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Considering the Perspectives of Non‑human Animals in Research Ethics

Posted by nte on May 26, 2016 in In Action

Fenton, A., Peña-Guzmán, D., & Crozier, G.K.D. (26 May 2016). Considering the perspectives of non-human animals in research ethics. Panel presentation at the Canadian Bioethics Society 2016 Annual Meeting, Toronto, ON.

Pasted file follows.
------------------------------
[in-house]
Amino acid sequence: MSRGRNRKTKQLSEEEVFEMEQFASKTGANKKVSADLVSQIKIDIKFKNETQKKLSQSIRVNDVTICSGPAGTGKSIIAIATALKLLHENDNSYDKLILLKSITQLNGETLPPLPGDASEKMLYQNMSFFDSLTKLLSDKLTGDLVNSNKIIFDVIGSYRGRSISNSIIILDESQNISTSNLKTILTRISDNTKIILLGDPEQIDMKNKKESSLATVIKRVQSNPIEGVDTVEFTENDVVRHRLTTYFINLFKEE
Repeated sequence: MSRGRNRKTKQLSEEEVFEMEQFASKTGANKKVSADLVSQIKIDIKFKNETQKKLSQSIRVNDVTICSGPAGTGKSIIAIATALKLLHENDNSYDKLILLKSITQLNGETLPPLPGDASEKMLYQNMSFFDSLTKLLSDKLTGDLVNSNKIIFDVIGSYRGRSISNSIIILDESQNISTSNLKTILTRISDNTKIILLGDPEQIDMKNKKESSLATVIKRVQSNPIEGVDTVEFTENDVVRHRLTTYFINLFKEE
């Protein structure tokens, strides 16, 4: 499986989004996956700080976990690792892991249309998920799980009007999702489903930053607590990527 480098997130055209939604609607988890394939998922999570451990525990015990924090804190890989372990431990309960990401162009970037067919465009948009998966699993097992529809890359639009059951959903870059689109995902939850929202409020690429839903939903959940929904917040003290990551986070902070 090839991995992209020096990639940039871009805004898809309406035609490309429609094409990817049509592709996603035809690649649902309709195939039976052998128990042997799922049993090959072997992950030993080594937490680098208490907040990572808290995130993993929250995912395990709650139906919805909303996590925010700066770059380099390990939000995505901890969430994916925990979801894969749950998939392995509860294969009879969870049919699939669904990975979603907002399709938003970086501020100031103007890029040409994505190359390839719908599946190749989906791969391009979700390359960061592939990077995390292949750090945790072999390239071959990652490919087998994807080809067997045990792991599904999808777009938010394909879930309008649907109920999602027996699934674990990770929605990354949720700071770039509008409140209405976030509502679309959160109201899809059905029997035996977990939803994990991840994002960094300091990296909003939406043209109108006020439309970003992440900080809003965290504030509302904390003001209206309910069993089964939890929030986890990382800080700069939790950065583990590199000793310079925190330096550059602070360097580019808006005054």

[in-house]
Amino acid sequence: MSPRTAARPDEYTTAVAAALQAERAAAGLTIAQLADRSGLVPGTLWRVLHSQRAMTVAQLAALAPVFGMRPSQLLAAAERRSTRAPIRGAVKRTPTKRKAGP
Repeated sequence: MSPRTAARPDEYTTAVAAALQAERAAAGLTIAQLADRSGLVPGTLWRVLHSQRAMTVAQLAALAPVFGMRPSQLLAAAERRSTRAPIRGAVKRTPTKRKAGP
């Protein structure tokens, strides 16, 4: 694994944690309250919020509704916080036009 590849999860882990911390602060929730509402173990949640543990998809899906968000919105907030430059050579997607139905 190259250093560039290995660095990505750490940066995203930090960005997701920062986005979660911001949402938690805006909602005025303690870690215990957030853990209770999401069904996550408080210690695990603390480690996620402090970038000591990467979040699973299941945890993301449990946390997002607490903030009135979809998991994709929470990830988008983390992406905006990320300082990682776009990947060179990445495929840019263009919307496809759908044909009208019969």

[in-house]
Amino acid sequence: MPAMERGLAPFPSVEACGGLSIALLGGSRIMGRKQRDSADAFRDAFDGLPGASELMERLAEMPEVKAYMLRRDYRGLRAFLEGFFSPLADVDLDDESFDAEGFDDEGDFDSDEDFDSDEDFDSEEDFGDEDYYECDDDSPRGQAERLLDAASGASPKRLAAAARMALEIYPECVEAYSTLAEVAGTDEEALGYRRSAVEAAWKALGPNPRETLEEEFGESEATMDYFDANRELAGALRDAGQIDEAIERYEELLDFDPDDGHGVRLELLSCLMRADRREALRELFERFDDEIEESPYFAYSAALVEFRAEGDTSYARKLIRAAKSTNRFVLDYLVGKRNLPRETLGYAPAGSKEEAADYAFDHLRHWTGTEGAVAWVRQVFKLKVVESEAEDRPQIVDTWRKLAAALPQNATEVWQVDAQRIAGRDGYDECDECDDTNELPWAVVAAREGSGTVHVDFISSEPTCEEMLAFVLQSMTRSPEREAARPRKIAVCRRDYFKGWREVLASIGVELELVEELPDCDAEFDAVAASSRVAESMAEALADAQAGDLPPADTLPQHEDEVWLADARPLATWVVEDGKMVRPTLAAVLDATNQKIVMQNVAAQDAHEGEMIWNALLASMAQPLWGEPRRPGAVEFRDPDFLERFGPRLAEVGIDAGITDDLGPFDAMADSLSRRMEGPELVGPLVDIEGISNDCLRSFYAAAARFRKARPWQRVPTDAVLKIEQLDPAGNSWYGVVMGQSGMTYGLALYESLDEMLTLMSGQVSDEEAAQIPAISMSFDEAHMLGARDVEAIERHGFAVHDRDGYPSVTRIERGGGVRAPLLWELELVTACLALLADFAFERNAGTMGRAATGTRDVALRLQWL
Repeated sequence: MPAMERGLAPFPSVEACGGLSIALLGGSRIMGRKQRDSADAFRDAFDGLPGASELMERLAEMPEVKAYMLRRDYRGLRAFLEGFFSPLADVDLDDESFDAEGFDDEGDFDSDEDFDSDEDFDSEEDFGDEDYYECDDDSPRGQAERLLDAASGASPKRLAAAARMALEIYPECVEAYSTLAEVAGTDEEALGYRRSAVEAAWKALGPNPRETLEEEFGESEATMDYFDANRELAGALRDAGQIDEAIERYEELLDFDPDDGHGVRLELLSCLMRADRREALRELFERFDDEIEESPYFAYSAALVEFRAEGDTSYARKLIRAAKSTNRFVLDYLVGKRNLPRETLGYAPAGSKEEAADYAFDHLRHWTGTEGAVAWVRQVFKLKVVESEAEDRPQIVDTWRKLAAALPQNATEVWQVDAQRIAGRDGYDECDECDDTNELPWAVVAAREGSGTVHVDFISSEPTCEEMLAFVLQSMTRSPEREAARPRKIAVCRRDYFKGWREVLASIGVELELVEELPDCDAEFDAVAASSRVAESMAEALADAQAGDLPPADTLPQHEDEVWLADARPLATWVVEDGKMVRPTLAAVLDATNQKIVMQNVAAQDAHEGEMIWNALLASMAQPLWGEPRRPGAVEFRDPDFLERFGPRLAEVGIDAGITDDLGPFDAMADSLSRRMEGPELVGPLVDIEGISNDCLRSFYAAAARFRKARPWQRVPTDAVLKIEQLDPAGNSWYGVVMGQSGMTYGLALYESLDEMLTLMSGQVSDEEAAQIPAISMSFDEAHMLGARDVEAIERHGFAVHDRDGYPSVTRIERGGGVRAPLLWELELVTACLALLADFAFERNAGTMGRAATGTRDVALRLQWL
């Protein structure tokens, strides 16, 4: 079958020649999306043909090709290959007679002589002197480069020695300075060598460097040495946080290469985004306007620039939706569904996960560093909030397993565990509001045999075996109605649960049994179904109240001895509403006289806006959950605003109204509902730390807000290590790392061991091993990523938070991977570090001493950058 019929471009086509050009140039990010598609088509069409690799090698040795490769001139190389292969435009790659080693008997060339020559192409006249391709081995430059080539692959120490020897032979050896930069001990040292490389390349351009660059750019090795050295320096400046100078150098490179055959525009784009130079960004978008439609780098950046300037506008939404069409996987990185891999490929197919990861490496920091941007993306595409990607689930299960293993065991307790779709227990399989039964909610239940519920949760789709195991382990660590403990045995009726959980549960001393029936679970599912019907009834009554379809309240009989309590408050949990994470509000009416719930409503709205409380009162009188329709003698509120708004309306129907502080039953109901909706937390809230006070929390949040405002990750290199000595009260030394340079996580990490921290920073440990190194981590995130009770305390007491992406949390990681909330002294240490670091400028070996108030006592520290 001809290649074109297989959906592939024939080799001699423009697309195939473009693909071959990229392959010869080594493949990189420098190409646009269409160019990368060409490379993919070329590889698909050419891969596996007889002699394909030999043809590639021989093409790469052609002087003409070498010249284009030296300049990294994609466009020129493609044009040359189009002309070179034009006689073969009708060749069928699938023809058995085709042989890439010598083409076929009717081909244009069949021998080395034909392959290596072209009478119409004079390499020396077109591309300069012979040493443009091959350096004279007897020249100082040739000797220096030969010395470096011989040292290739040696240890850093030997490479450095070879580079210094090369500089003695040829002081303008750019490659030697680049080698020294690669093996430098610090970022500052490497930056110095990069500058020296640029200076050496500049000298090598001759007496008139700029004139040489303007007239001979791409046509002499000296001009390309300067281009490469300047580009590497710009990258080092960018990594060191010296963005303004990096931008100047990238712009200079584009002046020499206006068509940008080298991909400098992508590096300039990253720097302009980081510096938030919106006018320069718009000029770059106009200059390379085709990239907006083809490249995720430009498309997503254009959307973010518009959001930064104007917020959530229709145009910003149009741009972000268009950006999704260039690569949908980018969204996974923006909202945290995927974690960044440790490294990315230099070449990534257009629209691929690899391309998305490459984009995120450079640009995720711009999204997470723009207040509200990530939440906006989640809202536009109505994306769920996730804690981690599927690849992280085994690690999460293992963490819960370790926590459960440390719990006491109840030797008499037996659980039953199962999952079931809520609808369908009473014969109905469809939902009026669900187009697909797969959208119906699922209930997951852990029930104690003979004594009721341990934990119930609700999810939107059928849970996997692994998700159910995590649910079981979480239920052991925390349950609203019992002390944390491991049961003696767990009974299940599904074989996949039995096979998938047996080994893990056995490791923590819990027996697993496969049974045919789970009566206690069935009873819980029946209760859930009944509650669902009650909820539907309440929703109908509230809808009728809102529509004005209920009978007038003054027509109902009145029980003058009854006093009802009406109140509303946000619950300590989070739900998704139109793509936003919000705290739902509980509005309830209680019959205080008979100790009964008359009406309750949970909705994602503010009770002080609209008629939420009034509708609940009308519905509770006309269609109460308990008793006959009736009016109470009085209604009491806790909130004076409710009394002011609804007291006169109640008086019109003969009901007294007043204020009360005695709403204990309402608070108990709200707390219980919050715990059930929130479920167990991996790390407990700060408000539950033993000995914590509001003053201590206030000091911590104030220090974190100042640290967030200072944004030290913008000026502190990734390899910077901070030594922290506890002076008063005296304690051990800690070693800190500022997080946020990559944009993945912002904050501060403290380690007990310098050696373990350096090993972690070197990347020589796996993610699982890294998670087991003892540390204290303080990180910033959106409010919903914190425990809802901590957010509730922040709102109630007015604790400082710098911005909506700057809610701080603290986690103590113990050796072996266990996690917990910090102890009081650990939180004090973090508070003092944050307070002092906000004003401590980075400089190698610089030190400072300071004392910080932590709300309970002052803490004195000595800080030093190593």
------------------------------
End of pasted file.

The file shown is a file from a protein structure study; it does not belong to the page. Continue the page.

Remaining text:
This panel questions various ways in which the attitudes and agencies of non-human animals might be relevant to the ethics of biomedical research. Andrew Fenton explores the idea that some animal research subjects might have decisional authority to consent to certain procedures or dissent from research. Positive reinforcement training is increasingly championed in animal welfare science; where it encourages not just habituation to stressors but a kind understanding, we can begin to sensibly talk about consent. This begins to align us with what we might call the tripartite decisional authority view coming out of recent pediatric bioethics. Under this view, a child’s dissent can terminate their participation in non­beneficial research even if they lack a capacity to assent or consent to research. In this way, consent and dissent can be relevant to animal research ethics. Fenton argues that this enables animal bioethicists to critically discuss obligations of capacity building in laboratory contexts. David Peña-Guzmán's paper turns to anecdotal and empirical research on animal behavior that points to the possibility that many non-human animals have the capacity to express preferences that impact the ethics of animal research and that ought to be given a prominent place in philosophical debates about the ethics of research involving animals. In particular, this presentation explores reports of animals (such as donkeys, horses and dogs) rejecting their conditions of existence and of animals (such as elephants and marine mammals) expressing explicit defiant behaviors under conditions of captivity. While paying close attention to the threat of anthropomorphizing animals, Peña-Guzmán also presents some of the emerging research in the field of "animal suicide." What might these behaviors in the animal kingdom tell us about animals' capacity to express dissent? G.K.D. Crozier and Timothy Krahn extend previous work each has independently conducted on empathy theory into a new paper that examines the implications of Ethics of Care for animal research. They argue that more attention to Care Ethics in animal research ethics could re-adjust whose voices are heard and how they are weighted. Most commonly, animal research ethics deliberations are driven by scientists and by decision-making bodies that operate at some distance from day-to-day care provided to particular research subjects. Accordingly, ethics decision-making is often dominated by abstract, rule-driven considerations of duties to research subjects. Care Ethics starts with the compelling moral significance of attending to and meeting the needs of the particular others with whom we are often inter-dependently related and for whom we take responsibility. Crozier and Krahn argue that a Care Ethics orientation would increase focus on the lab technicians whose particular considerations (including relevant emotions and values such as love, trust, and care) could otherwise be undervalued and marginalized. They also consider how the risks of ‘paternalism’ that are often leveled against Care Ethics in the context of clinical care could manifest in the animal research context (i.e., caregivers making decisions on the presumed best interests of their patients because of putative insider knowledge).